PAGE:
Faculty From Underrepresented Groups Come Up Short in Tenure Appointments

The American Association of University Professors has released new data on the status of college and university faculty in the United States. The report also documents historical trends in faculty appointments since 1987.

The academic workforce has shifted from mostly full-time tenured or tenure-track faculty to mostly contingent faculty, including full-time non-tenure-track, full-time with no tenure system, and part-time faculty. Specifically:

* Over two-thirds (68 percent) of faculty members in U.S. colleges and universities held contingent appointments in fall 2021, compared with about 47 percent in fall 1987.
* Nearly half (48 percent) of faculty members in U.S. colleges and universities were employed part-time in fall 2021, compared with about 33 percent in 1987.
* About 24 percent of faculty members in US colleges and universities held full-time tenured appointments in fall 2021, compared with about 39 percent in fall 1987.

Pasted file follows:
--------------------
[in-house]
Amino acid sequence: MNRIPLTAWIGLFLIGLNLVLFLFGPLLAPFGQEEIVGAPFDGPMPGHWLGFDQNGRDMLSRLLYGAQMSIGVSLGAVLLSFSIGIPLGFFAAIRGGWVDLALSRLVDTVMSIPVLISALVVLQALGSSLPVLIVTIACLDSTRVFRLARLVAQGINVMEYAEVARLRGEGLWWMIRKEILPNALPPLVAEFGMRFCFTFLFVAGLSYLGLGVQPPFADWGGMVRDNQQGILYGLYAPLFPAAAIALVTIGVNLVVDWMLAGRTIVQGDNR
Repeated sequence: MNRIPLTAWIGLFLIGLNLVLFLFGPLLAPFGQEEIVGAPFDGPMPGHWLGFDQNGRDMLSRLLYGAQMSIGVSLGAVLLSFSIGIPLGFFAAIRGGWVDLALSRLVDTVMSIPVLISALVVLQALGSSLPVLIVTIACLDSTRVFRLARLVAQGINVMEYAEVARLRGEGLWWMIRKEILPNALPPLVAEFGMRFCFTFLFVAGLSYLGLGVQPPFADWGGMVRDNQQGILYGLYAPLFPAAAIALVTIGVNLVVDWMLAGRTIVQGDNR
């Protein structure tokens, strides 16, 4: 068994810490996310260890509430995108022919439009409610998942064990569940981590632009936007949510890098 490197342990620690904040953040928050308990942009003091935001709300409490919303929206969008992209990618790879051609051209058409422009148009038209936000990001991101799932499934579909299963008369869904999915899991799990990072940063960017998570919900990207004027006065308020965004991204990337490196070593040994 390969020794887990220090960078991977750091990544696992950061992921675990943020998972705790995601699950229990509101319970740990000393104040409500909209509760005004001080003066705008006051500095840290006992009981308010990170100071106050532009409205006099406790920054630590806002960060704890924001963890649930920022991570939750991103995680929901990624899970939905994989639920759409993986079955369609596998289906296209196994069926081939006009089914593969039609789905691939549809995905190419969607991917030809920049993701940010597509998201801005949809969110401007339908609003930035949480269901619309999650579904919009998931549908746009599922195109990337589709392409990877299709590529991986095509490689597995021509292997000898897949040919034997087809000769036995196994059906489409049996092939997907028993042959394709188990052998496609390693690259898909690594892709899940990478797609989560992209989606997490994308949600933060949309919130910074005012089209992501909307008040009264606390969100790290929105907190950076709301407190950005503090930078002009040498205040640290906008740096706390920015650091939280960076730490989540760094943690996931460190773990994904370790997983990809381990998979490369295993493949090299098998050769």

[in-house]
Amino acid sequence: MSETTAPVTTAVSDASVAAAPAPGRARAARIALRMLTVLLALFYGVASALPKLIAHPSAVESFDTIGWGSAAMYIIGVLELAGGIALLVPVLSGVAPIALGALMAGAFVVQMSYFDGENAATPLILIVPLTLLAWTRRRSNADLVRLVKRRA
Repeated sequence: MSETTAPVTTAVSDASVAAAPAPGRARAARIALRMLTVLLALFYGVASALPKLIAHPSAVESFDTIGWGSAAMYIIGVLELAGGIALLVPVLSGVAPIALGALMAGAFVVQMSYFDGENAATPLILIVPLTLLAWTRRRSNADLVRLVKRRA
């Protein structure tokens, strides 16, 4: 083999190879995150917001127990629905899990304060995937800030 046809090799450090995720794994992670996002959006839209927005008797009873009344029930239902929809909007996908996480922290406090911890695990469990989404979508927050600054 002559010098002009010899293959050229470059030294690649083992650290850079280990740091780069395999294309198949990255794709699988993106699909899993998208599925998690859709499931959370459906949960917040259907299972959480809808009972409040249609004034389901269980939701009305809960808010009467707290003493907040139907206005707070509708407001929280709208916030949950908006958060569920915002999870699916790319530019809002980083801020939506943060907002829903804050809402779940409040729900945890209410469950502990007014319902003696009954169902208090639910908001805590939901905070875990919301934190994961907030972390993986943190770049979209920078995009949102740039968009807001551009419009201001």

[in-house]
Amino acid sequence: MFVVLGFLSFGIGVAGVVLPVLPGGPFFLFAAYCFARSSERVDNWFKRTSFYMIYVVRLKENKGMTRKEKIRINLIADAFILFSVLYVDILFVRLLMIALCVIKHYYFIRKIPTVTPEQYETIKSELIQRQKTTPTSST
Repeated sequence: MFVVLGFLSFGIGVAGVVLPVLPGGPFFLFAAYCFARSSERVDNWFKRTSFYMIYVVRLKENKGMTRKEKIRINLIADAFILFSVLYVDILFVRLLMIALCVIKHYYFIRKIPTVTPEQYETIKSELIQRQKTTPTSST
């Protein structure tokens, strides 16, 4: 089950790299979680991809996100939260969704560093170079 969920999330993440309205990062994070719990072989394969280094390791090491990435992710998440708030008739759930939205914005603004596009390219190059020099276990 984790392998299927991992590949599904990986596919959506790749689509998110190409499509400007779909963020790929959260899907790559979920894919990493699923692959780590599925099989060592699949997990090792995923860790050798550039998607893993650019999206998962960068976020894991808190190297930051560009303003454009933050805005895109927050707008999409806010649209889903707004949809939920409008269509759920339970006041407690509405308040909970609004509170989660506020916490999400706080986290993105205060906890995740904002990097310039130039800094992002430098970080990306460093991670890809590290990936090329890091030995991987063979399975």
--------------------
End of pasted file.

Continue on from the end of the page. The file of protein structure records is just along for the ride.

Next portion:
Faculty from underrepresented groups were more likely than faculty overall to hold part-time positions. Half of all faculty from underrepresented groups were part-time in 2021 compared to 44 percent of White faculty and 26 percent of Asian faculty. Some 37 percent of all faculty from underrepresented groups held tenure, compared to 45 percent of White faculty and 47 percent of Asian faculty.

The report concludes that “tenure is the primary means of protecting academic freedom and exists not only to protect individual faculty members but also to benefit students and serve the common good by ensuring the quality of teaching and research in higher education. Overreliance on contingent appointments, which lack the protection of tenure for academic freedom and the economic security of continuing appointments, threatens the success of institutions in fulfilling their obligations to students and to society.”

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